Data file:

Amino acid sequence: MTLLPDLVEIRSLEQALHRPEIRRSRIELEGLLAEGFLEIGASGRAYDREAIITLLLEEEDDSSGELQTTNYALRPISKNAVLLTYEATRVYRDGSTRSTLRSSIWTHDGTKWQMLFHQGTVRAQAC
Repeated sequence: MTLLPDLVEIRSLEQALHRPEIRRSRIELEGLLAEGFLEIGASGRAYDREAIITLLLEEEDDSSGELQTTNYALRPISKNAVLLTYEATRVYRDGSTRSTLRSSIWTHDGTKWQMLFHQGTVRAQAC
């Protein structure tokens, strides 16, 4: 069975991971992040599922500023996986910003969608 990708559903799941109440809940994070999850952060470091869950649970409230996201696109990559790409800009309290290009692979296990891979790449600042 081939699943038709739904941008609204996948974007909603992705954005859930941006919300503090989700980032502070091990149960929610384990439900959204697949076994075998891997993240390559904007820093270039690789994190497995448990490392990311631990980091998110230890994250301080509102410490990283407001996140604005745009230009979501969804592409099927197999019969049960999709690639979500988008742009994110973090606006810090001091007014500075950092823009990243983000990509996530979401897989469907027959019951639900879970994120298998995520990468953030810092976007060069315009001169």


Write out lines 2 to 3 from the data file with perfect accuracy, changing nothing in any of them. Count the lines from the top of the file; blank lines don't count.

Repeated sequence: MTLLPDLVEIRSLEQALHRPEIRRSRIELEGLLAEGFLEIGASGRAYDREAIITLLLEEEDDSSGELQTTNYALRPISKNAVLLTYEATRVYRDGSTRSTLRSSIWTHDGTKWQMLFHQGTVRAQAC
């Protein structure tokens, strides 16, 4: 069975991971992040599922500023996986910003969608 990708559903799941109440809940994070999850952060470091869950649970409230996201696109990559790409800009309290290009692979296990891979790449600042 081939699943038709739904941008609204996948974007909603992705954005859930941006919300503090989700980032502070091990149960929610384990439900959204697949076994075998891997993240390559904007820093270039690789994190497995448990490392990311631990980091998110230890994250301080509102410490990283407001996140604005745009230009979501969804592409099927197999019969049960999709690639979500988008742009994110973090606006810090001091007014500075950092823009990243983000990509996530979401897989469907027959019951639900879970994120298998995520990468953030810092976007060069315009001169």